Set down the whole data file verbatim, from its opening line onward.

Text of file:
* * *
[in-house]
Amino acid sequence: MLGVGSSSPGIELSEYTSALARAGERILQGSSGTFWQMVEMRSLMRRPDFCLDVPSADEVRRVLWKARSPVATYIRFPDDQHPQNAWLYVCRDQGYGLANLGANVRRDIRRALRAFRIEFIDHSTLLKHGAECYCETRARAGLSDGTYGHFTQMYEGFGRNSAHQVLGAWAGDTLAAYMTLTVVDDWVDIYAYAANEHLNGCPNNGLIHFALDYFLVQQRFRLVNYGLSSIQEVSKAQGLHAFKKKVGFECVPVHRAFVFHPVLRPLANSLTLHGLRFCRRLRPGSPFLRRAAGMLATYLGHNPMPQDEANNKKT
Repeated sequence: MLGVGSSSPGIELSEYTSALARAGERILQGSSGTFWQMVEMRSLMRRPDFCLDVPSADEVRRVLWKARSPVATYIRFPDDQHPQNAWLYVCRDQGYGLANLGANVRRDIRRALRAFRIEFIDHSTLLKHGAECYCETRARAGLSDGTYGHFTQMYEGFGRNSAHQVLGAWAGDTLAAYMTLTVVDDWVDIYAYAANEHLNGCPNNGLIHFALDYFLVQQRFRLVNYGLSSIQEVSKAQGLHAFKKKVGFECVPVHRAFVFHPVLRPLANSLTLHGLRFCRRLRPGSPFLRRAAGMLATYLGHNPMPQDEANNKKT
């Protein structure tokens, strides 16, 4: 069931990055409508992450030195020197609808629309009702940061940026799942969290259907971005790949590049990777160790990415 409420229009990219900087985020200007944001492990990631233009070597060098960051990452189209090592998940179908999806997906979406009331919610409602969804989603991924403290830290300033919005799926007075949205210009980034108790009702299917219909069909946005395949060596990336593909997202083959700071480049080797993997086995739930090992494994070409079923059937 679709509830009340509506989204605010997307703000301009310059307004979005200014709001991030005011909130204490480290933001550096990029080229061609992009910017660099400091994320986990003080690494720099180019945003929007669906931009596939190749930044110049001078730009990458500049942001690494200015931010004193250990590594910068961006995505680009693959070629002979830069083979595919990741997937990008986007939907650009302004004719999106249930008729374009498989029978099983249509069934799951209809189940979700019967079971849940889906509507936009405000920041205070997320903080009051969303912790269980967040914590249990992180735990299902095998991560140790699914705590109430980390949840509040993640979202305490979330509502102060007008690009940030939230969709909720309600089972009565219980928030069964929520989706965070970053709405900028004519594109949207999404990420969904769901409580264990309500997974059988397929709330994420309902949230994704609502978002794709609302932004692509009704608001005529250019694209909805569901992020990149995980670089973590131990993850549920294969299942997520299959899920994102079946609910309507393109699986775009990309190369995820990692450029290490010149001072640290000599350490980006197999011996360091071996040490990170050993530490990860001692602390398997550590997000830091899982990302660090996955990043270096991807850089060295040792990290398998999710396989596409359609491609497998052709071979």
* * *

[in-house]
Amino acid sequence: MLGVGSSSPGIELSEYTSALARAGERILQGSSGTFWQMVEMRSLMRRPDFCLDVPSADEVRRVLWKARSPVATYIRFPDDQHPQNAWLYVCRDQGYGLANLGANVRRDIRRALRAFRIEFIDHSTLLKHGAECYCETRARAGLSDGTYGHFTQMYEGFGRNSAHQVLGAWAGDTLAAYMTLTVVDDWVDIYAYAANEHLNGCPNNGLIHFALDYFLVQQRFRLVNYGLSSIQEVSKAQGLHAFKKKVGFECVPVHRAFVFHPVLRPLANSLTLHGLRFCRRLRPGSPFLRRAAGMLATYLGHNPMPQDEANNKKT
Repeated sequence: MLGVGSSSPGIELSEYTSALARAGERILQGSSGTFWQMVEMRSLMRRPDFCLDVPSADEVRRVLWKARSPVATYIRFPDDQHPQNAWLYVCRDQGYGLANLGANVRRDIRRALRAFRIEFIDHSTLLKHGAECYCETRARAGLSDGTYGHFTQMYEGFGRNSAHQVLGAWAGDTLAAYMTLTVVDDWVDIYAYAANEHLNGCPNNGLIHFALDYFLVQQRFRLVNYGLSSIQEVSKAQGLHAFKKKVGFECVPVHRAFVFHPVLRPLANSLTLHGLRFCRRLRPGSPFLRRAAGMLATYLGHNPMPQDEANNKKT
């Protein structure tokens, strides 16, 4: 069931990055409508992450030195020197609808629309009702940061940026799942969290259907971005790949590049990777160790990415 409420229009990219900087985020200007944001492990990631233009070597060098960051990452189209090592998940179908999806997906979406009331919610409602969804989603991924403290830290300033919005799926007075949205210009980034108790009702299917219909069909946005395949060596990336593909997202083959700071480049080797993997086995739930090992494994070409079923059937 679709509830009340509506989204605010997307703000301009310059307004979005200014709001991030005011909130204490480290933001550096990029080229061609992009910017660099400091994320986990003080690494720099180019945003929007669906931009596939190749930044110049001078730009990458500049942001690494200015931010004193250990590594910068961006995505680009693959070629002979830069083979595919990741997937990008986007939907650009302004004719999106249930008729374009498989029978099983249509069934799951209809189940979700019967079971849940889906509507936009405000920041205070997320903080009051969303912790269980967040914590249990992180735990299902095998991560140790699914705590109430980390949840509040993640979202305490979330509502102060007008690009940030939230969709909720309600089972009565219980928030069964929520989706965070970053709405900028004519594109949207999404990420969904769901409580264990309500997974059988397929709330994420309902949230994704609502978002794709609302932004692509009704608001005529250019694209909805569901992020990149995980670089973590131990993850549920294969299942997520299959899920994102079946609910309507393109699986775009990309190369995820990692450029290490010149001072640290000599350490980006197999011996360091071996040490990170050993530490990860001692602390398997550590997000830091899982990302660090996955990043270096991807850089060295040792990290398998999710396989596409359609491609497998052709071979």